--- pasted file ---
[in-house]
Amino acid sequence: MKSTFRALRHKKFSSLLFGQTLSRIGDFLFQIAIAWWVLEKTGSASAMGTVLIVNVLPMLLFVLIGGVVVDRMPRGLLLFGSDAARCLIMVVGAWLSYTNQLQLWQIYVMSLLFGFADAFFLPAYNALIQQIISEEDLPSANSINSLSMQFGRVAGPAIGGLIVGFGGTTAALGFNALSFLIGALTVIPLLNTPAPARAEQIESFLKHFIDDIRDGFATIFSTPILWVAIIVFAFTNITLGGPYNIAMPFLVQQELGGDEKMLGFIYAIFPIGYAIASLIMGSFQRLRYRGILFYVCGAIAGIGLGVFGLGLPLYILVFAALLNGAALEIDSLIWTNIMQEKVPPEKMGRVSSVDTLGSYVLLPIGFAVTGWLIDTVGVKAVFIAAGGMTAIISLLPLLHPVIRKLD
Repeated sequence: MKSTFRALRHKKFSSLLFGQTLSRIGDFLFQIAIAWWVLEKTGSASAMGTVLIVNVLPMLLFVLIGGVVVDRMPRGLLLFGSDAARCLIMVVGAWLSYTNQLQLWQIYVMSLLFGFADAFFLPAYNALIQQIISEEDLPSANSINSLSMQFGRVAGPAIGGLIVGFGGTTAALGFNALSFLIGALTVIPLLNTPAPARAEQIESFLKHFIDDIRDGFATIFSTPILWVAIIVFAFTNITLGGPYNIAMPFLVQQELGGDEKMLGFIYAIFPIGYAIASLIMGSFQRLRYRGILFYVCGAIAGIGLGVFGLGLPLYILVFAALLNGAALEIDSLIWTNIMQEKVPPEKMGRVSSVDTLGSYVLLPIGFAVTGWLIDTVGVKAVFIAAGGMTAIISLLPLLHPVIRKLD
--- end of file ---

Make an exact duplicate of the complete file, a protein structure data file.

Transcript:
[in-house]
Amino acid sequence: MKSTFRALRHKKFSSLLFGQTLSRIGDFLFQIAIAWWVLEKTGSASAMGTVLIVNVLPMLLFVLIGGVVVDRMPRGLLLFGSDAARCLIMVVGAWLSYTNQLQLWQIYVMSLLFGFADAFFLPAYNALIQQIISEEDLPSANSINSLSMQFGRVAGPAIGGLIVGFGGTTAALGFNALSFLIGALTVIPLLNTPAPARAEQIESFLKHFIDDIRDGFATIFSTPILWVAIIVFAFTNITLGGPYNIAMPFLVQQELGGDEKMLGFIYAIFPIGYAIASLIMGSFQRLRYRGILFYVCGAIAGIGLGVFGLGLPLYILVFAALLNGAALEIDSLIWTNIMQEKVPPEKMGRVSSVDTLGSYVLLPIGFAVTGWLIDTVGVKAVFIAAGGMTAIISLLPLLHPVIRKLD
Repeated sequence: MKSTFRALRHKKFSSLLFGQTLSRIGDFLFQIAIAWWVLEKTGSASAMGTVLIVNVLPMLLFVLIGGVVVDRMPRGLLLFGSDAARCLIMVVGAWLSYTNQLQLWQIYVMSLLFGFADAFFLPAYNALIQQIISEEDLPSANSINSLSMQFGRVAGPAIGGLIVGFGGTTAALGFNALSFLIGALTVIPLLNTPAPARAEQIESFLKHFIDDIRDGFATIFSTPILWVAIIVFAFTNITLGGPYNIAMPFLVQQELGGDEKMLGFIYAIFPIGYAIASLIMGSFQRLRYRGILFYVCGAIAGIGLGVFGLGLPLYILVFAALLNGAALEIDSLIWTNIMQEKVPPEKMGRVSSVDTLGSYVLLPIGFAVTGWLIDTVGVKAVFIAAGGMTAIISLLPLLHPVIRKLD